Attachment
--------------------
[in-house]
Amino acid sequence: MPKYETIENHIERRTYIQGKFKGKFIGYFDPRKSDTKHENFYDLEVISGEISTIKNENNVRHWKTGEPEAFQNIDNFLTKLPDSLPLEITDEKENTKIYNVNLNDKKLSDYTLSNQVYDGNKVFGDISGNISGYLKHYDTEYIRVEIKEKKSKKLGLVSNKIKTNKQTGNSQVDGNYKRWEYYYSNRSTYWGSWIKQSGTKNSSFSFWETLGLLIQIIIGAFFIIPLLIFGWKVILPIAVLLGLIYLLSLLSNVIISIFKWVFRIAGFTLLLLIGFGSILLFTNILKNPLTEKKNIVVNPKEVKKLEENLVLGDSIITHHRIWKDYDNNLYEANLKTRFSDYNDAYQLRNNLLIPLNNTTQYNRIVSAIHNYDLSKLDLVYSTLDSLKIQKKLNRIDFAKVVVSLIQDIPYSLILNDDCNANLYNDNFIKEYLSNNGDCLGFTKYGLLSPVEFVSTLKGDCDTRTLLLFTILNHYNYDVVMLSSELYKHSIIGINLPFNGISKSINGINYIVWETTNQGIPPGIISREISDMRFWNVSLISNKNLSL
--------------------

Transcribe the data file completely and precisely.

[in-house]
Amino acid sequence: MPKYETIENHIERRTYIQGKFKGKFIGYFDPRKSDTKHENFYDLEVISGEISTIKNENNVRHWKTGEPEAFQNIDNFLTKLPDSLPLEITDEKENTKIYNVNLNDKKLSDYTLSNQVYDGNKVFGDISGNISGYLKHYDTEYIRVEIKEKKSKKLGLVSNKIKTNKQTGNSQVDGNYKRWEYYYSNRSTYWGSWIKQSGTKNSSFSFWETLGLLIQIIIGAFFIIPLLIFGWKVILPIAVLLGLIYLLSLLSNVIISIFKWVFRIAGFTLLLLIGFGSILLFTNILKNPLTEKKNIVVNPKEVKKLEENLVLGDSIITHHRIWKDYDNNLYEANLKTRFSDYNDAYQLRNNLLIPLNNTTQYNRIVSAIHNYDLSKLDLVYSTLDSLKIQKKLNRIDFAKVVVSLIQDIPYSLILNDDCNANLYNDNFIKEYLSNNGDCLGFTKYGLLSPVEFVSTLKGDCDTRTLLLFTILNHYNYDVVMLSSELYKHSIIGINLPFNGISKSINGINYIVWETTNQGIPPGIISREISDMRFWNVSLISNKNLSL